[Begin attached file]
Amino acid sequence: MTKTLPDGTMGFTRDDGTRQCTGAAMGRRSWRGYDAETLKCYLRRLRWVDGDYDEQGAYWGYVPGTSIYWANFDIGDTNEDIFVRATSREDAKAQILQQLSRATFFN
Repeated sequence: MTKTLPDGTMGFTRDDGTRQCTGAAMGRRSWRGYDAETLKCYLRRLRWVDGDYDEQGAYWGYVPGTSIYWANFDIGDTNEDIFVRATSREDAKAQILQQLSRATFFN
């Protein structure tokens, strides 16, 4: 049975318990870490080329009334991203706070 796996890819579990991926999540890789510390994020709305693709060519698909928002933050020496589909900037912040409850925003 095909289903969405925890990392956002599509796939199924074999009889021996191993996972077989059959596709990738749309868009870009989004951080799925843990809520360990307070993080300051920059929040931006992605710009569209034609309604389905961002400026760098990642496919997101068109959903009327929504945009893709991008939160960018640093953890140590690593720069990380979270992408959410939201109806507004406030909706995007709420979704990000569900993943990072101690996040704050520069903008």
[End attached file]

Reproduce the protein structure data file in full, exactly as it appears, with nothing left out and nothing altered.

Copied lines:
Amino acid sequence: MTKTLPDGTMGFTRDDGTRQCTGAAMGRRSWRGYDAETLKCYLRRLRWVDGDYDEQGAYWGYVPGTSIYWANFDIGDTNEDIFVRATSREDAKAQILQQLSRATFFN
Repeated sequence: MTKTLPDGTMGFTRDDGTRQCTGAAMGRRSWRGYDAETLKCYLRRLRWVDGDYDEQGAYWGYVPGTSIYWANFDIGDTNEDIFVRATSREDAKAQILQQLSRATFFN
């Protein structure tokens, strides 16, 4: 049975318990870490080329009334991203706070 796996890819579990991926999540890789510390994020709305693709060519698909928002933050020496589909900037912040409850925003 095909289903969405925890990392956002599509796939199924074999009889021996191993996972077989059959596709990738749309868009870009989004951080799925843990809520360990307070993080300051920059929040931006992605710009569209034609309604389905961002400026760098990642496919997101068109959903009327929504945009893709991008939160960018640093953890140590690593720069990380979270992408959410939201109806507004406030909706995007709420979704990000569900993943990072101690996040704050520069903008």